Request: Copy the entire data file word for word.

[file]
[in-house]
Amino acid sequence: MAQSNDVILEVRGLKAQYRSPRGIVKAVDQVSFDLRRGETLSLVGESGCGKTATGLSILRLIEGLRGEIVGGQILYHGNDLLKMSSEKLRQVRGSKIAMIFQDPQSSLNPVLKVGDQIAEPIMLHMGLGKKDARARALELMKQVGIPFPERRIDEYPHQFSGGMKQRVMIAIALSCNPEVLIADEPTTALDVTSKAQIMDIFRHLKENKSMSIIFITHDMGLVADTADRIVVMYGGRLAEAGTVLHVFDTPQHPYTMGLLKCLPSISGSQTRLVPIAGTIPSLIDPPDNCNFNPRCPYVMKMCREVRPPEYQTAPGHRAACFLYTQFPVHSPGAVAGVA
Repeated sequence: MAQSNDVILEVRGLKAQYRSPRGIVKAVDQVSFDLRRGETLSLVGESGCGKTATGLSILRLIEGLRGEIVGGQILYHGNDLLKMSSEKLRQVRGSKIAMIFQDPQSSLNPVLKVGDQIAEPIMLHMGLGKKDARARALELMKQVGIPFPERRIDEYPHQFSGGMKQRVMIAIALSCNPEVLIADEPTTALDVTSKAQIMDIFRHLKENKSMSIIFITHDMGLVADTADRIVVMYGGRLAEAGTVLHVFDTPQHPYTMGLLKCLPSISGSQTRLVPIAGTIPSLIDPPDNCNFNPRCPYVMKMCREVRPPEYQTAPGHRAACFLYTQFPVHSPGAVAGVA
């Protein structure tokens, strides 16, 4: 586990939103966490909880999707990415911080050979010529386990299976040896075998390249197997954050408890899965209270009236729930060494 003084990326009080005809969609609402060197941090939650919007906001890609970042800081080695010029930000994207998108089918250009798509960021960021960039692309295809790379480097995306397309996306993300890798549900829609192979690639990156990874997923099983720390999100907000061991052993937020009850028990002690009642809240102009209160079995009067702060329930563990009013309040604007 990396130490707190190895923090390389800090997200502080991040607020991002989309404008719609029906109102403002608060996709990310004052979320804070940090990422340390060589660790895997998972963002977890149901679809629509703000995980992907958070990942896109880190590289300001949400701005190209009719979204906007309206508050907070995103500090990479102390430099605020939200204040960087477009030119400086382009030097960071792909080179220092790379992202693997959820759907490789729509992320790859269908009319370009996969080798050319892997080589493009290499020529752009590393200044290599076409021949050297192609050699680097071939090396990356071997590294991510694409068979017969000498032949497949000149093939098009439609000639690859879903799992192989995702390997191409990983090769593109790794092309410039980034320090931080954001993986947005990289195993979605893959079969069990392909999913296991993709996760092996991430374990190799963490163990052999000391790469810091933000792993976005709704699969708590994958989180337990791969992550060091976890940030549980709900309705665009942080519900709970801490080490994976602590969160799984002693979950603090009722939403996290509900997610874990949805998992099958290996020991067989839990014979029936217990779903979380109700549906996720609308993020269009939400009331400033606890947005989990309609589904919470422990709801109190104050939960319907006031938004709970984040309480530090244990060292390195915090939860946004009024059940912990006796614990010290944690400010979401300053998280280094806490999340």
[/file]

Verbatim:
[in-house]
Amino acid sequence: MAQSNDVILEVRGLKAQYRSPRGIVKAVDQVSFDLRRGETLSLVGESGCGKTATGLSILRLIEGLRGEIVGGQILYHGNDLLKMSSEKLRQVRGSKIAMIFQDPQSSLNPVLKVGDQIAEPIMLHMGLGKKDARARALELMKQVGIPFPERRIDEYPHQFSGGMKQRVMIAIALSCNPEVLIADEPTTALDVTSKAQIMDIFRHLKENKSMSIIFITHDMGLVADTADRIVVMYGGRLAEAGTVLHVFDTPQHPYTMGLLKCLPSISGSQTRLVPIAGTIPSLIDPPDNCNFNPRCPYVMKMCREVRPPEYQTAPGHRAACFLYTQFPVHSPGAVAGVA
Repeated sequence: MAQSNDVILEVRGLKAQYRSPRGIVKAVDQVSFDLRRGETLSLVGESGCGKTATGLSILRLIEGLRGEIVGGQILYHGNDLLKMSSEKLRQVRGSKIAMIFQDPQSSLNPVLKVGDQIAEPIMLHMGLGKKDARARALELMKQVGIPFPERRIDEYPHQFSGGMKQRVMIAIALSCNPEVLIADEPTTALDVTSKAQIMDIFRHLKENKSMSIIFITHDMGLVADTADRIVVMYGGRLAEAGTVLHVFDTPQHPYTMGLLKCLPSISGSQTRLVPIAGTIPSLIDPPDNCNFNPRCPYVMKMCREVRPPEYQTAPGHRAACFLYTQFPVHSPGAVAGVA
């Protein structure tokens, strides 16, 4: 586990939103966490909880999707990415911080050979010529386990299976040896075998390249197997954050408890899965209270009236729930060494 003084990326009080005809969609609402060197941090939650919007906001890609970042800081080695010029930000994207998108089918250009798509960021960021960039692309295809790379480097995306397309996306993300890798549900829609192979690639990156990874997923099983720390999100907000061991052993937020009850028990002690009642809240102009209160079995009067702060329930563990009013309040604007 990396130490707190190895923090390389800090997200502080991040607020991002989309404008719609029906109102403002608060996709990310004052979320804070940090990422340390060589660790895997998972963002977890149901679809629509703000995980992907958070990942896109880190590289300001949400701005190209009719979204906007309206508050907070995103500090990479102390430099605020939200204040960087477009030119400086382009030097960071792909080179220092790379992202693997959820759907490789729509992320790859269908009319370009996969080798050319892997080589493009290499020529752009590393200044290599076409021949050297192609050699680097071939090396990356071997590294991510694409068979017969000498032949497949000149093939098009439609000639690859879903799992192989995702390997191409990983090769593109790794092309410039980034320090931080954001993986947005990289195993979605893959079969069990392909999913296991993709996760092996991430374990190799963490163990052999000391790469810091933000792993976005709704699969708590994958989180337990791969992550060091976890940030549980709900309705665009942080519900709970801490080490994976602590969160799984002693979950603090009722939403996290509900997610874990949805998992099958290996020991067989839990014979029936217990779903979380109700549906996720609308993020269009939400009331400033606890947005989990309609589904919470422990709801109190104050939960319907006031938004709970984040309480530090244990060292390195915090939860946004009024059940912990006796614990010290944690400010979401300053998280280094806490999340």